Date Released to Theaters: August 14, 2015
Date Released to DVD: November 16, 2015
Amazon.com ASIN: B00ZS21J6E

Copyright 2015 Warner Bros. Pictures
Copyright 2015 Warner Bros. Pictures

Guy Ritchie’s update of the 1960’s television spy series is sleek, sophisticated, and sexy, with lively banter, high style, and oodles of roguish retro charm.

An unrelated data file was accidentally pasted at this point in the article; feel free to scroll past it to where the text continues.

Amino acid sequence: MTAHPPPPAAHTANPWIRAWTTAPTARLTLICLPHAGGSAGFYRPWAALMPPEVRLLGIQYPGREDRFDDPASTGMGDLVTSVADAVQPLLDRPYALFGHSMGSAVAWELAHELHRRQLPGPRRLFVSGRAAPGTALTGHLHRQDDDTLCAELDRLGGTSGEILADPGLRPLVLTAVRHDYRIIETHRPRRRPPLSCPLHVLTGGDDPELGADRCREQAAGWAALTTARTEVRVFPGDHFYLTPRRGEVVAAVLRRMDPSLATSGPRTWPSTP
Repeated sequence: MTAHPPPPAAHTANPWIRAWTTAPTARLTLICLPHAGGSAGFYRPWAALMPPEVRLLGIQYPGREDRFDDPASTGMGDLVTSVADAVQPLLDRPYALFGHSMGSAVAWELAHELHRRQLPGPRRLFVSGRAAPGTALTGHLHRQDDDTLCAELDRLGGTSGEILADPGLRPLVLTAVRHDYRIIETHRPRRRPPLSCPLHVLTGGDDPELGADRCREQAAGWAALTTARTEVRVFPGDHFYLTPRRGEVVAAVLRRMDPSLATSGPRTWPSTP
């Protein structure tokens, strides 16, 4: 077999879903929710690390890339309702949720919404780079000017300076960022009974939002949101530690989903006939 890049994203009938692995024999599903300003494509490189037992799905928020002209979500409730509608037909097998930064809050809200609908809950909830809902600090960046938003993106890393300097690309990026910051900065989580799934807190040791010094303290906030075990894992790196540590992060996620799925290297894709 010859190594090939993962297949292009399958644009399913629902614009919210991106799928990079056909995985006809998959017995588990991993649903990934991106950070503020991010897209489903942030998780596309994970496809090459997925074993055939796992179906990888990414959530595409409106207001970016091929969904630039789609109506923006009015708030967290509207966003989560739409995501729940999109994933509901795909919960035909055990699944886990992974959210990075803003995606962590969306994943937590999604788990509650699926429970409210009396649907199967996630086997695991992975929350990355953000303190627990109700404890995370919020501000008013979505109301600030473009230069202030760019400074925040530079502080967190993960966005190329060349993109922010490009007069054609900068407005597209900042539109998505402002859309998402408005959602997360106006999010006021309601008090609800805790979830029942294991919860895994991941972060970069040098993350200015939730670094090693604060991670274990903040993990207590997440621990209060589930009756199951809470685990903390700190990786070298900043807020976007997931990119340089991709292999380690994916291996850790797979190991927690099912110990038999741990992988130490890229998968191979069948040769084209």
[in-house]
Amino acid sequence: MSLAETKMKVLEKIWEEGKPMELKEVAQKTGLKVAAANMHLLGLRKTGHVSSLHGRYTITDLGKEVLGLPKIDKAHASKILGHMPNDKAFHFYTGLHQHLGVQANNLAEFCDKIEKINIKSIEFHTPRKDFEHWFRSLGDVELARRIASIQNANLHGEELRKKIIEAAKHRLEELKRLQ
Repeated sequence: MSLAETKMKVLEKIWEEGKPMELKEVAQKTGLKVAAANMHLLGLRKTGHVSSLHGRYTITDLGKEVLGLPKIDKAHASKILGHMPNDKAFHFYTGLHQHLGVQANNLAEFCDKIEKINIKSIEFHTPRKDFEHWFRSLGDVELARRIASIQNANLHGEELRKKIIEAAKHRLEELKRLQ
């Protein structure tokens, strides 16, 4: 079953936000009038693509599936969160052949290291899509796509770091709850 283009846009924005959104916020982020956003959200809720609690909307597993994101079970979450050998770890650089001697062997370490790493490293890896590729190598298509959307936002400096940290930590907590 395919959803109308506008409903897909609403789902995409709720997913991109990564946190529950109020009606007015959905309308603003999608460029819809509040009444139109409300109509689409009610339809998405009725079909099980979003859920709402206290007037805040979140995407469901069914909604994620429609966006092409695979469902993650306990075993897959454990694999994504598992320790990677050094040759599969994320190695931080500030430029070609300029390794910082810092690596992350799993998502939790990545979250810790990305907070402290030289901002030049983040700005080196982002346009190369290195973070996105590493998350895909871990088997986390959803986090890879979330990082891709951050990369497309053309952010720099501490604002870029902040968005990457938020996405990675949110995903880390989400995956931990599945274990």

Henry Cavill (“Superman,” “The Tudors”) takes the Robert Vaughn role of Napoleon Solo, an army vet turned cool, elegant high-end thief turned reluctant spy in a plea deal to avoid a jail sentence. We meet him as he is arranging an extraction from the divided city of Berlin. An auto mechanic named Gaby (Alicia Vikander of “Ex Machina”) is the daughter of “Hitler’s favorite rocket scientist,” a man who came to work for the United States after WWII but has now disappeared and is thought to be working for some very dangerous people who are interested in his invention, basically a quicker, smaller, atomic bomb. The CIA is not the only group to figure out that Gaby might be the way to find her father. A very tall, very determined Soviet agent named Ilya Kuryakin (Armie Hammer of “The Social Network”) is after her, too. After a thrilling chase, Napoleon delivers Gaby to the CIA only to find out that he has been assigned to work with both Gaby and Ilya to find her father and make sure that the bomb does not fall into the wrong hands.